When Dawkins deals with Scripture, he brings up German theologians dismantling the Scripture’s accuracy. Unfortunately, most of us who are educated know about these so-called dismantling attempts and quite frankly, they don’t work. Dawkins think it’s self-evident. I would have preferred to have seen a real argument.

Lastly, I shall deal with his argument of the Ultimate 747 Boeing. Unfortunately, Dawkins says that chance isn’t behind it all, but he never tells me how he avoids chance in his system. Indeed, on pages 168-169, he attributes our being here to luck. I would like to know how that isn’t chance.

Now Dawkins’s argument is that God must be complex. Little problem here. He’s making a category fallacy. God is simple in his being and immaterial. He is not made of parts that one sticks them all together. Had he read Aquinas, he would have known about this. Material thing are put together. God is not. He is pure actuality.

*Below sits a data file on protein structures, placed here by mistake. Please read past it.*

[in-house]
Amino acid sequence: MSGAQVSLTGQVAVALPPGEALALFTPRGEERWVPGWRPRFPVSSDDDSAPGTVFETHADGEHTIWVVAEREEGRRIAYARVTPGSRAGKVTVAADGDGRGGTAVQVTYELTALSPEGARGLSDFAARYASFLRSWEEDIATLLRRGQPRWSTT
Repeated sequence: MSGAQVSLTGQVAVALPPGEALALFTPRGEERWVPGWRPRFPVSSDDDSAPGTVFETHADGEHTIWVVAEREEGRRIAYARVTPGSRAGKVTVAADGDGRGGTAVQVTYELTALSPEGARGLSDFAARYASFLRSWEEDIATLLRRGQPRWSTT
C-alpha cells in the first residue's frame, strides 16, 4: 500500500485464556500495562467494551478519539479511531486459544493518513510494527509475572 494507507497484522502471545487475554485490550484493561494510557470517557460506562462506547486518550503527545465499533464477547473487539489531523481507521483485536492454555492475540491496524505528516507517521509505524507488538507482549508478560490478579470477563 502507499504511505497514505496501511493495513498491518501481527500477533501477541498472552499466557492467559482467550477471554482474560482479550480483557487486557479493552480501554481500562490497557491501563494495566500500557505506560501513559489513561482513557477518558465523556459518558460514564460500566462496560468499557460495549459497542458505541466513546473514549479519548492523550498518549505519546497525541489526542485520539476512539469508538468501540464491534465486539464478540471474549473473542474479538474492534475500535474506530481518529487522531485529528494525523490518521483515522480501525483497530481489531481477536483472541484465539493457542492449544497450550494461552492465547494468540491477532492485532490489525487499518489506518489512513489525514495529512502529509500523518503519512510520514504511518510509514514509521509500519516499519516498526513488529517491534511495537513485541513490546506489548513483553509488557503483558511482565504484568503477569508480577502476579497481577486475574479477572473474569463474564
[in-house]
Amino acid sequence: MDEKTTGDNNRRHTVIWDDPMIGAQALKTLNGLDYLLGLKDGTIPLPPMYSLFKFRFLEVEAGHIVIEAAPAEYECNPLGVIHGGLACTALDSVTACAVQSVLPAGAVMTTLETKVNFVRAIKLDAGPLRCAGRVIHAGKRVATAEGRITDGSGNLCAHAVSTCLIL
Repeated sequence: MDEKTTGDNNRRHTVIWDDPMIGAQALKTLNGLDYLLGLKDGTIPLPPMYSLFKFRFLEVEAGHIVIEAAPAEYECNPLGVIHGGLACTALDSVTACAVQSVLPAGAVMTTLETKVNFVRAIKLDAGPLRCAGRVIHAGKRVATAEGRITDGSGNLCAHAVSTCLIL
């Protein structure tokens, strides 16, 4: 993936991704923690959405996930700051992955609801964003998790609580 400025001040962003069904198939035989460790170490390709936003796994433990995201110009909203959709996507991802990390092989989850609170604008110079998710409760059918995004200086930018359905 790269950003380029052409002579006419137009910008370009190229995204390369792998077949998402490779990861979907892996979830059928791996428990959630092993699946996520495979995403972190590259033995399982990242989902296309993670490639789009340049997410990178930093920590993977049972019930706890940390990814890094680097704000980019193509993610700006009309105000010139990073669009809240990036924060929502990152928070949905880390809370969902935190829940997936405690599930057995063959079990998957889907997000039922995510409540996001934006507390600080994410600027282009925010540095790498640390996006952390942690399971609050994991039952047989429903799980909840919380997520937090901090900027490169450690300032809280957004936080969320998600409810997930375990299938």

The argument does more damage to Dawkins anyway. Let’s suppose he insists on it and says “If he’s so complex, he needs a designer!” Then we simply say “Very well, the complexities you admit exist here need a designer.” If he backs up at that point then we say, “Okay. God doesn’t need a designer then.” He can’t have it both ways.

The ultimate argument though is no argument as Dawkins does not explain how anything got here other than luck. If he were to approach a philosopher on the topic who was a Christian and devout and educated, he would be easily shown the error of his ways. I find it amazing anyone is persuaded by that argument.  Dawkins may think he’s removed God, but he hasn’t, and he has yet to put a system in that will take his place.

I am a little over halfway through. I hope things get better, but it seems they are only getting worse. These are just my opening thoughts but readers can be assured I will write more later.